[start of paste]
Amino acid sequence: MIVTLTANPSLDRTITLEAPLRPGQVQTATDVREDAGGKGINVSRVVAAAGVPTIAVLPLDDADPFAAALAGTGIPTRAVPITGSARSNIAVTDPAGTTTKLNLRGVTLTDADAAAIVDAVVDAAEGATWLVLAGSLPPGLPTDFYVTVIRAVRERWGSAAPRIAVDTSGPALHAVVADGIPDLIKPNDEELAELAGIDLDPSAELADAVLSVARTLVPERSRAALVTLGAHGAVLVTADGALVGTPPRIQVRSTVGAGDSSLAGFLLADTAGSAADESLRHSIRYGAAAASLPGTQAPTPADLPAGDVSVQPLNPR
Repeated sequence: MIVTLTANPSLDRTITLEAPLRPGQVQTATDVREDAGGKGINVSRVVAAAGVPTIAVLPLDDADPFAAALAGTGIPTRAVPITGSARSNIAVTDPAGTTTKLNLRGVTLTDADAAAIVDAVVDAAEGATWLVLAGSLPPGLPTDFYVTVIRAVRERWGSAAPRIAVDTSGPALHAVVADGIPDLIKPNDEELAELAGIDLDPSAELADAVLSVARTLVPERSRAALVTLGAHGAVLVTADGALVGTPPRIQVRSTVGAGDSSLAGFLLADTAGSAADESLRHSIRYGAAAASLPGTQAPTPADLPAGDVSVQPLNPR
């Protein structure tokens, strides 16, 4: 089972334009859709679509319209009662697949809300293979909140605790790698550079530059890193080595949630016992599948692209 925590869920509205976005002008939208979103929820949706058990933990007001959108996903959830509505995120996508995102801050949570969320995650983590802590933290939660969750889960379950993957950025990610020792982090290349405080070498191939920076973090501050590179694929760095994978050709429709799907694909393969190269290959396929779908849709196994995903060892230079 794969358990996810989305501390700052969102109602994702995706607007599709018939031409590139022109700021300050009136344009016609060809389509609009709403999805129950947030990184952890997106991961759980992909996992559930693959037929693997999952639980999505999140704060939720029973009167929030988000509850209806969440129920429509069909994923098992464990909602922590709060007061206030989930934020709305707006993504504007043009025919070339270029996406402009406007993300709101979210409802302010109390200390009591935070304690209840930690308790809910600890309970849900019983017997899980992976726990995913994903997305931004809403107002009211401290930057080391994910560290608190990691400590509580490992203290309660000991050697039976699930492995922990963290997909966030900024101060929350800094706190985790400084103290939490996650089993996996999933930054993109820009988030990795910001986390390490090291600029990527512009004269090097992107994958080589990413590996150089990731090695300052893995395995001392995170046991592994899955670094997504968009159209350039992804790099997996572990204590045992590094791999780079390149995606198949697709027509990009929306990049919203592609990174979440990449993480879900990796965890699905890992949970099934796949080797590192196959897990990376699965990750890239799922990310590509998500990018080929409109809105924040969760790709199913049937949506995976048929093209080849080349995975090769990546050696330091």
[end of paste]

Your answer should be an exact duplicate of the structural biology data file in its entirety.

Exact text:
Amino acid sequence: MIVTLTANPSLDRTITLEAPLRPGQVQTATDVREDAGGKGINVSRVVAAAGVPTIAVLPLDDADPFAAALAGTGIPTRAVPITGSARSNIAVTDPAGTTTKLNLRGVTLTDADAAAIVDAVVDAAEGATWLVLAGSLPPGLPTDFYVTVIRAVRERWGSAAPRIAVDTSGPALHAVVADGIPDLIKPNDEELAELAGIDLDPSAELADAVLSVARTLVPERSRAALVTLGAHGAVLVTADGALVGTPPRIQVRSTVGAGDSSLAGFLLADTAGSAADESLRHSIRYGAAAASLPGTQAPTPADLPAGDVSVQPLNPR
Repeated sequence: MIVTLTANPSLDRTITLEAPLRPGQVQTATDVREDAGGKGINVSRVVAAAGVPTIAVLPLDDADPFAAALAGTGIPTRAVPITGSARSNIAVTDPAGTTTKLNLRGVTLTDADAAAIVDAVVDAAEGATWLVLAGSLPPGLPTDFYVTVIRAVRERWGSAAPRIAVDTSGPALHAVVADGIPDLIKPNDEELAELAGIDLDPSAELADAVLSVARTLVPERSRAALVTLGAHGAVLVTADGALVGTPPRIQVRSTVGAGDSSLAGFLLADTAGSAADESLRHSIRYGAAAASLPGTQAPTPADLPAGDVSVQPLNPR
């Protein structure tokens, strides 16, 4: 089972334009859709679509319209009662697949809300293979909140605790790698550079530059890193080595949630016992599948692209 925590869920509205976005002008939208979103929820949706058990933990007001959108996903959830509505995120996508995102801050949570969320995650983590802590933290939660969750889960379950993957950025990610020792982090290349405080070498191939920076973090501050590179694929760095994978050709429709799907694909393969190269290959396929779908849709196994995903060892230079 794969358990996810989305501390700052969102109602994702995706607007599709018939031409590139022109700021300050009136344009016609060809389509609009709403999805129950947030990184952890997106991961759980992909996992559930693959037929693997999952639980999505999140704060939720029973009167929030988000509850209806969440129920429509069909994923098992464990909602922590709060007061206030989930934020709305707006993504504007043009025919070339270029996406402009406007993300709101979210409802302010109390200390009591935070304690209840930690308790809910600890309970849900019983017997899980992976726990995913994903997305931004809403107002009211401290930057080391994910560290608190990691400590509580490992203290309660000991050697039976699930492995922990963290997909966030900024101060929350800094706190985790400084103290939490996650089993996996999933930054993109820009988030990795910001986390390490090291600029990527512009004269090097992107994958080589990413590996150089990731090695300052893995395995001392995170046991592994899955670094997504968009159209350039992804790099997996572990204590045992590094791999780079390149995606198949697709027509990009929306990049919203592609990174979440990449993480879900990796965890699905890992949970099934796949080797590192196959897990990376699965990750890239799922990310590509998500990018080929409109809105924040969760790709199913049937949506995976048929093209080849080349995975090769990546050696330091």